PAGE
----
complex - basics of complex mathematics
Complex numbers are numbers of the form z = a+b*i, where a and b are real
numbers and i = sqrt(-1), so that i*i = -1.
There are other ways to represent that number. The pair (a,b) of
real numbers may be viewed as a point in the plane, given by X- and
Y-coordinates. This same point may also be described by giving the pair of
real numbers (r,phi), where r is the distance to the origin O, and phi the
angle between the X-axis and the line Oz. Now z = r*exp(i*phi) =
The basic operations are defined on z = a+b*i and w = c+d*i
- addition: z+w = (a+c) + (b+d)*i
- multiplication: z*w = (a*c - b*d) + (a*d + b*c)*i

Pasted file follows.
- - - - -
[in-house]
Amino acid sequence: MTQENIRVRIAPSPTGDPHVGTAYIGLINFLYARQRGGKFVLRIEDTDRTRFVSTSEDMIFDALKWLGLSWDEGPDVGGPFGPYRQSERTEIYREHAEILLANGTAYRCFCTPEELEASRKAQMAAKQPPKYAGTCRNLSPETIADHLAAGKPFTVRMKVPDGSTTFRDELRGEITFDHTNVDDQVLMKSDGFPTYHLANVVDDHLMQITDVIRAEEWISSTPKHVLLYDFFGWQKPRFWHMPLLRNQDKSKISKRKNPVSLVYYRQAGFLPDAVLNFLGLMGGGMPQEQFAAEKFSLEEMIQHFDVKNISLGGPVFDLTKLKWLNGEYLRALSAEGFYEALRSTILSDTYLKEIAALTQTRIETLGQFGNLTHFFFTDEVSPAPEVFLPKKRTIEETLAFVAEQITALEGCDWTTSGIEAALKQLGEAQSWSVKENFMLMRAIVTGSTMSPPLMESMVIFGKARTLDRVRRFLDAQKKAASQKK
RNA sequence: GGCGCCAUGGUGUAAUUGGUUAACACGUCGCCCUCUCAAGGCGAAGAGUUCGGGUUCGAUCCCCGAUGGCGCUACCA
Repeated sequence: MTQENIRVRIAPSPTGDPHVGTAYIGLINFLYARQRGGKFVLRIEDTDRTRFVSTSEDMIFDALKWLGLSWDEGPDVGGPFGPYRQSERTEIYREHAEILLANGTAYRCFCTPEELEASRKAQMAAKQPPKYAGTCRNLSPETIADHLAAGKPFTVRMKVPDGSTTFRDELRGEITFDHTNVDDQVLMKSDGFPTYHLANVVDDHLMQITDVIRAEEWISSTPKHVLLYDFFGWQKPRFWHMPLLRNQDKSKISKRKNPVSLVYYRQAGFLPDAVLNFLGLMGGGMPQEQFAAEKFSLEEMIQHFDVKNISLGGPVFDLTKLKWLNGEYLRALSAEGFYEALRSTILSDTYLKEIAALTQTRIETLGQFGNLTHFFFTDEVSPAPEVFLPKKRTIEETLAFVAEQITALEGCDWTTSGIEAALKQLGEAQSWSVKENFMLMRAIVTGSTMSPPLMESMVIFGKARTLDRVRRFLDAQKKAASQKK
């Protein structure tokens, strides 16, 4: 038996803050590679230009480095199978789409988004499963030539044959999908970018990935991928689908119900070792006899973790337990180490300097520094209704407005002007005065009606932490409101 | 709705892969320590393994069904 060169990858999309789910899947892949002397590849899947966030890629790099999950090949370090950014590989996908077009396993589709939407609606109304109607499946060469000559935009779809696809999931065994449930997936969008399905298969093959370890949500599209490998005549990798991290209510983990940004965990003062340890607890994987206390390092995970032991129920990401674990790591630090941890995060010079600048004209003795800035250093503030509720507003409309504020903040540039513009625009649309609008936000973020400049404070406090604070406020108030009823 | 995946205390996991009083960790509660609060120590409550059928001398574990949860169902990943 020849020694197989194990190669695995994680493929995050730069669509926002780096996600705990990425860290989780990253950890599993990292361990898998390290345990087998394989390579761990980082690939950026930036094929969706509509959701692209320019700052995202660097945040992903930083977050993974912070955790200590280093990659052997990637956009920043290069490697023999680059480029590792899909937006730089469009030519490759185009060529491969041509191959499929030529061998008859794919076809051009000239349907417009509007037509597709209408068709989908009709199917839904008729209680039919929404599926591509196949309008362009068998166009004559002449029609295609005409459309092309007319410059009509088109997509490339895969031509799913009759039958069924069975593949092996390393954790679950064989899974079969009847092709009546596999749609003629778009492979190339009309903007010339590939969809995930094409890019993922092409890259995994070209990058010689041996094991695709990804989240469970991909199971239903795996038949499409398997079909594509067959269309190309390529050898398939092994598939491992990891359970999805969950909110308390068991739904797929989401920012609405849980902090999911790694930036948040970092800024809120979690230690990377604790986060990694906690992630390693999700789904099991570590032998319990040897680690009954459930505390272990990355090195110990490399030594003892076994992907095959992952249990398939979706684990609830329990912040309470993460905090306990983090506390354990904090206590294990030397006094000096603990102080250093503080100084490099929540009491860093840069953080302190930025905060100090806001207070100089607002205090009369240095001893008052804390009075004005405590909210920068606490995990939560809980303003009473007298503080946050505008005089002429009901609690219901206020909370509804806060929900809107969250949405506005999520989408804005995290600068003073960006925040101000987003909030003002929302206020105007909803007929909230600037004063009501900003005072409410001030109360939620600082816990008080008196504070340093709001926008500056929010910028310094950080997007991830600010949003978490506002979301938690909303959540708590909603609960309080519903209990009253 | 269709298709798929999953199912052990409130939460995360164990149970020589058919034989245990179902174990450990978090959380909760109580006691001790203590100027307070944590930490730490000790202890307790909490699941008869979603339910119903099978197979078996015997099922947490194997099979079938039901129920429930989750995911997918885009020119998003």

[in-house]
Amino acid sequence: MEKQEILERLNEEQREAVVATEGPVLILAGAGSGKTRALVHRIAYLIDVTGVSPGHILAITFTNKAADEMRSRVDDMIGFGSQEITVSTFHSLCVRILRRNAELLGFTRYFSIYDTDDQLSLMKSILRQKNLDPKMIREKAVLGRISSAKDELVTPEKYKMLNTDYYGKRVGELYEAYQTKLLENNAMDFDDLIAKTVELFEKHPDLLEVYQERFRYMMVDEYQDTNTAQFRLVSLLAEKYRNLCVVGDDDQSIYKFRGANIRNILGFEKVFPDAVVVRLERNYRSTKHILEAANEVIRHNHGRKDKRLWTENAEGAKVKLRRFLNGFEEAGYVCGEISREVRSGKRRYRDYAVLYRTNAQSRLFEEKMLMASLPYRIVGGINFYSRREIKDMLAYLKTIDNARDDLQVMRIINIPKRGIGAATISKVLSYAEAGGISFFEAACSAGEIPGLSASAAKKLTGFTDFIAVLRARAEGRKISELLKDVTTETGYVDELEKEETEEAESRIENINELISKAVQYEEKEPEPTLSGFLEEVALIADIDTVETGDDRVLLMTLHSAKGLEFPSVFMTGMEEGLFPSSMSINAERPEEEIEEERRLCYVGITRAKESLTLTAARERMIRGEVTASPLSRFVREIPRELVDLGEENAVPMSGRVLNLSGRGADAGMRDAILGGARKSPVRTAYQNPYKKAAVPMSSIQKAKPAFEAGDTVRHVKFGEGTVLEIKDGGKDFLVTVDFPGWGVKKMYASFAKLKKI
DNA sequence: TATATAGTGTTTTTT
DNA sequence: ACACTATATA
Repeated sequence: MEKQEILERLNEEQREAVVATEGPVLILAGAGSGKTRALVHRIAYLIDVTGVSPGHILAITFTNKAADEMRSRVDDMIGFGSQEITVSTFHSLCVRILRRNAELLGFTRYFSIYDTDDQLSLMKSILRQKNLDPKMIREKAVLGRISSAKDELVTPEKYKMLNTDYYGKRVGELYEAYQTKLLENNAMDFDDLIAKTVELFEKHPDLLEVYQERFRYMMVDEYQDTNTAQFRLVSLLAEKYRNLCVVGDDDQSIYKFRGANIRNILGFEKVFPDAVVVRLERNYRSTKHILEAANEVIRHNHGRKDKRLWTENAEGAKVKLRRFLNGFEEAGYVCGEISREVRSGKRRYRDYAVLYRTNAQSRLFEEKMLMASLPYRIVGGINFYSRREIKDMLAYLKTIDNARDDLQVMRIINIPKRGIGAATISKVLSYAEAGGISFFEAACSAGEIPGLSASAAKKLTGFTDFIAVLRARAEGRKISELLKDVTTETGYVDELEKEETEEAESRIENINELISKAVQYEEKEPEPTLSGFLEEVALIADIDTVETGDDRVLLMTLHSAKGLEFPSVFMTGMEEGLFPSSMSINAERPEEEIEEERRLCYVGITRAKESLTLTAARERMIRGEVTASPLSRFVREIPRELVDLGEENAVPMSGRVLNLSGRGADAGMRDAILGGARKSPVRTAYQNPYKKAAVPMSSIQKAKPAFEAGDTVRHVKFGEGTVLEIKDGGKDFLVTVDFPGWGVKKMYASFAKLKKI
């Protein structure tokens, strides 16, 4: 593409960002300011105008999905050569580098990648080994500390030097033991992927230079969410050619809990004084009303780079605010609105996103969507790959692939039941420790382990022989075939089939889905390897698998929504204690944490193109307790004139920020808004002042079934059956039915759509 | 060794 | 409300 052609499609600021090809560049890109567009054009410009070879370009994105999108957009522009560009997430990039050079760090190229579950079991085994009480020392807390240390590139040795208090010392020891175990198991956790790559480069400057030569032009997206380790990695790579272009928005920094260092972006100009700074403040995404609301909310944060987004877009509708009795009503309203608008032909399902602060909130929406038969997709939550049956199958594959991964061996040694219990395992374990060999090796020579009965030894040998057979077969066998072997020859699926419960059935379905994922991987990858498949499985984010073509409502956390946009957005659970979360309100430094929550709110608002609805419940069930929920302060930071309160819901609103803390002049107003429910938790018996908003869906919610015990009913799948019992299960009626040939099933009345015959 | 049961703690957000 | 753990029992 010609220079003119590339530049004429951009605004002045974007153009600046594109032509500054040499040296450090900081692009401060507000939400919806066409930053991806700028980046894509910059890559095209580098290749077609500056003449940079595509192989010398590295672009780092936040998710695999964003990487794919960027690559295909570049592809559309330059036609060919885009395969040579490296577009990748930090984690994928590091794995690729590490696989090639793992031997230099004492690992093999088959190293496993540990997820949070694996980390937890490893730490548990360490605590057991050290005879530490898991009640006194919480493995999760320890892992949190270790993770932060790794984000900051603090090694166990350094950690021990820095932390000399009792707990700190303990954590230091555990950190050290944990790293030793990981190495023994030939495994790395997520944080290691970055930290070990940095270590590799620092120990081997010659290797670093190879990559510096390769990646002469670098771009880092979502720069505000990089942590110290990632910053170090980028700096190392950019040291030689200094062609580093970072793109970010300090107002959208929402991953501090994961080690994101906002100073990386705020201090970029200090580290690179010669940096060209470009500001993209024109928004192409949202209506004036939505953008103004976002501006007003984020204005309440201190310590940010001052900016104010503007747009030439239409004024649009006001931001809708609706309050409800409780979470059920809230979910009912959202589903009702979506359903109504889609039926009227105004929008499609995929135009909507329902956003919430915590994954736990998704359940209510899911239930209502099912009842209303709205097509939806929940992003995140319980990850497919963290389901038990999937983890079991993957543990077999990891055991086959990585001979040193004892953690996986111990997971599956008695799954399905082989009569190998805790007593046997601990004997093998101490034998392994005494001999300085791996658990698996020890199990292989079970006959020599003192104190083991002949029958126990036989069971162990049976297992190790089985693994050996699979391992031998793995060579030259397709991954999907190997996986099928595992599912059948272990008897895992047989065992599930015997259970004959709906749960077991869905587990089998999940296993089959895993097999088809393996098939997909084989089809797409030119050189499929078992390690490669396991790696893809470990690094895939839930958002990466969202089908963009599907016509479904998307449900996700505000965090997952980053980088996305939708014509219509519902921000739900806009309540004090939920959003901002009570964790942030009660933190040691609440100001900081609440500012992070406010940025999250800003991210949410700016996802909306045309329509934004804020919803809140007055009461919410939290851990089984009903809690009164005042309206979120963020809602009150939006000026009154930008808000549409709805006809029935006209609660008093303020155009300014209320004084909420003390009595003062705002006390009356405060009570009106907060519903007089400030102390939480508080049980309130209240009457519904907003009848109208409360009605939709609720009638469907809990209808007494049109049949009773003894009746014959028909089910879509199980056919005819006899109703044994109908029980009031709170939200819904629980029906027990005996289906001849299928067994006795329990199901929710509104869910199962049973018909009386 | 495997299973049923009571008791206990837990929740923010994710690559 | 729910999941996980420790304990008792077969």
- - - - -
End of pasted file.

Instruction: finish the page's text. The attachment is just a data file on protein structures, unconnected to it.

- division: z/w = ((a*c + b*d)/(c*c + d*d)) + ((b*c - a*d)/(c*c +
Nearly all math function have a complex counterpart but there are
some complex-only functions.
Your C-compiler can work with complex numbers if it supports the C99 standard.
Link with -lm. The imaginary unit is represented by I.
/* check that exp(i * pi) == -1 */
#include <math.h> /* for atan */
double pi = 4 * atan(1.0);
double complex z = cexp(I * pi);
printf("%f + %f * i\n", creal(z), cimag(z));
cabs(3), cacos(3), cacosh(3), carg(3),
casin(3), casinh(3), catan(3), catanh(3),
ccos(3), ccosh(3), cerf(3), cexp(3),
cexp2(3), cimag(3), clog(3), clog10(3),
clog2(3), conj(3), cpow(3), cproj(3),
creal(3), csin(3), csinh(3), csqrt(3),
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